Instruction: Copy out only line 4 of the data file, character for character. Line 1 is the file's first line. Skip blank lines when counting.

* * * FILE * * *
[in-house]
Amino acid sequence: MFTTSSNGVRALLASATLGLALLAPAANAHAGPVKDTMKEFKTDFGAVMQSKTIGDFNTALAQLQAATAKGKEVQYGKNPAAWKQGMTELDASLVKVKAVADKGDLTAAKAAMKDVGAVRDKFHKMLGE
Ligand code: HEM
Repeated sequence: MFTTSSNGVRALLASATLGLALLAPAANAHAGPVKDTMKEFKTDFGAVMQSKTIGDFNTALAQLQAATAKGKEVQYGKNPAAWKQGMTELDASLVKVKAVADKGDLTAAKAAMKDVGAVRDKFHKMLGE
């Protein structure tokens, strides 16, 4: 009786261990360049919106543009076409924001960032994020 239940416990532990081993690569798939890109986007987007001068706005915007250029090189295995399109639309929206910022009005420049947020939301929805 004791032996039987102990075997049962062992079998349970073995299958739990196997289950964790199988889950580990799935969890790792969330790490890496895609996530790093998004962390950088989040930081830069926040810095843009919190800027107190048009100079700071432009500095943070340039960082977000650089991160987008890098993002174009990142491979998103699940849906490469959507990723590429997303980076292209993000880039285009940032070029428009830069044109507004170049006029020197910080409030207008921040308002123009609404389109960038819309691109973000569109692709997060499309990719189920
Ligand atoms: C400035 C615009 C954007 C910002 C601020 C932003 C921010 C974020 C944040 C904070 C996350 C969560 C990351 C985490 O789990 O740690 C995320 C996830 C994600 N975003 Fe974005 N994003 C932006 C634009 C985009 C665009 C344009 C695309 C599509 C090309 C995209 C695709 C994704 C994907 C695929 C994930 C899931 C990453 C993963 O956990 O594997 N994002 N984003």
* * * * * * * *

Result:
Repeated sequence: MFTTSSNGVRALLASATLGLALLAPAANAHAGPVKDTMKEFKTDFGAVMQSKTIGDFNTALAQLQAATAKGKEVQYGKNPAAWKQGMTELDASLVKVKAVADKGDLTAAKAAMKDVGAVRDKFHKMLGE